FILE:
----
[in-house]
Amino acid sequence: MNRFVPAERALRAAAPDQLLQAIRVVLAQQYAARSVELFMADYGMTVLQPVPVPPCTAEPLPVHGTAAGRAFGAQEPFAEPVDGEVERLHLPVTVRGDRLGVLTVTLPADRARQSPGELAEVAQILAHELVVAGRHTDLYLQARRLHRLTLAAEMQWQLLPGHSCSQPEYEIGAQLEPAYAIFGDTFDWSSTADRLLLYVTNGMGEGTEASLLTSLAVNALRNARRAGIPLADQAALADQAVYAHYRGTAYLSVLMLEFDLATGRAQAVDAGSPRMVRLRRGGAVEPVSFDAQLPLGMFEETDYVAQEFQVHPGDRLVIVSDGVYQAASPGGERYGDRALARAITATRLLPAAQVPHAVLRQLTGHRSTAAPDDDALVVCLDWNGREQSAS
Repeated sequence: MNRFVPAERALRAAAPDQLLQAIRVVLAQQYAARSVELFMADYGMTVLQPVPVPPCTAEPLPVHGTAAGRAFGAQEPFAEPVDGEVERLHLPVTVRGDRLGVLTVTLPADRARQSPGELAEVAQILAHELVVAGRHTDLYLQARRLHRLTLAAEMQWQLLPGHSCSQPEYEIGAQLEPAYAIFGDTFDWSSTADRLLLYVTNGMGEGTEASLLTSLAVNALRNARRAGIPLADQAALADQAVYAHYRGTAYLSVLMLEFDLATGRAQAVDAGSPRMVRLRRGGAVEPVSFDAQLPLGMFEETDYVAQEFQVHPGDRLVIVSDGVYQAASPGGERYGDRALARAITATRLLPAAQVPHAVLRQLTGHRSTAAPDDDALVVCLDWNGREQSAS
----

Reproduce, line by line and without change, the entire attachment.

[in-house]
Amino acid sequence: MNRFVPAERALRAAAPDQLLQAIRVVLAQQYAARSVELFMADYGMTVLQPVPVPPCTAEPLPVHGTAAGRAFGAQEPFAEPVDGEVERLHLPVTVRGDRLGVLTVTLPADRARQSPGELAEVAQILAHELVVAGRHTDLYLQARRLHRLTLAAEMQWQLLPGHSCSQPEYEIGAQLEPAYAIFGDTFDWSSTADRLLLYVTNGMGEGTEASLLTSLAVNALRNARRAGIPLADQAALADQAVYAHYRGTAYLSVLMLEFDLATGRAQAVDAGSPRMVRLRRGGAVEPVSFDAQLPLGMFEETDYVAQEFQVHPGDRLVIVSDGVYQAASPGGERYGDRALARAITATRLLPAAQVPHAVLRQLTGHRSTAAPDDDALVVCLDWNGREQSAS
Repeated sequence: MNRFVPAERALRAAAPDQLLQAIRVVLAQQYAARSVELFMADYGMTVLQPVPVPPCTAEPLPVHGTAAGRAFGAQEPFAEPVDGEVERLHLPVTVRGDRLGVLTVTLPADRARQSPGELAEVAQILAHELVVAGRHTDLYLQARRLHRLTLAAEMQWQLLPGHSCSQPEYEIGAQLEPAYAIFGDTFDWSSTADRLLLYVTNGMGEGTEASLLTSLAVNALRNARRAGIPLADQAALADQAVYAHYRGTAYLSVLMLEFDLATGRAQAVDAGSPRMVRLRRGGAVEPVSFDAQLPLGMFEETDYVAQEFQVHPGDRLVIVSDGVYQAASPGGERYGDRALARAITATRLLPAAQVPHAVLRQLTGHRSTAAPDDDALVVCLDWNGREQSAS